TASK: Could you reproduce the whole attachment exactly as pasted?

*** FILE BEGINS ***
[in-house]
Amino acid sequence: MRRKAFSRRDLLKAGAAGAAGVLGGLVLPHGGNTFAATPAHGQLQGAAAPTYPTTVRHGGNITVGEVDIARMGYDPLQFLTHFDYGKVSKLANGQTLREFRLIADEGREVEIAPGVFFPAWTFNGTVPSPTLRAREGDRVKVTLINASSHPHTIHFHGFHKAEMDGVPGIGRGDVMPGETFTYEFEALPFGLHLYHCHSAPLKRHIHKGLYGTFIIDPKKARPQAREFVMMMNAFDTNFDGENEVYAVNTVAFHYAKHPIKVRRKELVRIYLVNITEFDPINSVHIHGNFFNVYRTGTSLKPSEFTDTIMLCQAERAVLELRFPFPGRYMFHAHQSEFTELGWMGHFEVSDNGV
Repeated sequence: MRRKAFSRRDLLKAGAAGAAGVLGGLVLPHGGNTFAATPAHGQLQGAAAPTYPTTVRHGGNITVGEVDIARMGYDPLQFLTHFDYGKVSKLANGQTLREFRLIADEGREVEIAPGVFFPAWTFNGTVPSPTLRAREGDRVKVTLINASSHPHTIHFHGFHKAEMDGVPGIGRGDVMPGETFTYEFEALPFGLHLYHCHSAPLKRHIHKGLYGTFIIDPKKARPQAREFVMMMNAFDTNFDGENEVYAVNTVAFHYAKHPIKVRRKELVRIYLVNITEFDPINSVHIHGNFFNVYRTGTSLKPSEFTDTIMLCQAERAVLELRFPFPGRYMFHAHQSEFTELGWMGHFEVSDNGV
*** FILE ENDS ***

[in-house]
Amino acid sequence: MRRKAFSRRDLLKAGAAGAAGVLGGLVLPHGGNTFAATPAHGQLQGAAAPTYPTTVRHGGNITVGEVDIARMGYDPLQFLTHFDYGKVSKLANGQTLREFRLIADEGREVEIAPGVFFPAWTFNGTVPSPTLRAREGDRVKVTLINASSHPHTIHFHGFHKAEMDGVPGIGRGDVMPGETFTYEFEALPFGLHLYHCHSAPLKRHIHKGLYGTFIIDPKKARPQAREFVMMMNAFDTNFDGENEVYAVNTVAFHYAKHPIKVRRKELVRIYLVNITEFDPINSVHIHGNFFNVYRTGTSLKPSEFTDTIMLCQAERAVLELRFPFPGRYMFHAHQSEFTELGWMGHFEVSDNGV
Repeated sequence: MRRKAFSRRDLLKAGAAGAAGVLGGLVLPHGGNTFAATPAHGQLQGAAAPTYPTTVRHGGNITVGEVDIARMGYDPLQFLTHFDYGKVSKLANGQTLREFRLIADEGREVEIAPGVFFPAWTFNGTVPSPTLRAREGDRVKVTLINASSHPHTIHFHGFHKAEMDGVPGIGRGDVMPGETFTYEFEALPFGLHLYHCHSAPLKRHIHKGLYGTFIIDPKKARPQAREFVMMMNAFDTNFDGENEVYAVNTVAFHYAKHPIKVRRKELVRIYLVNITEFDPINSVHIHGNFFNVYRTGTSLKPSEFTDTIMLCQAERAVLELRFPFPGRYMFHAHQSEFTELGWMGHFEVSDNGV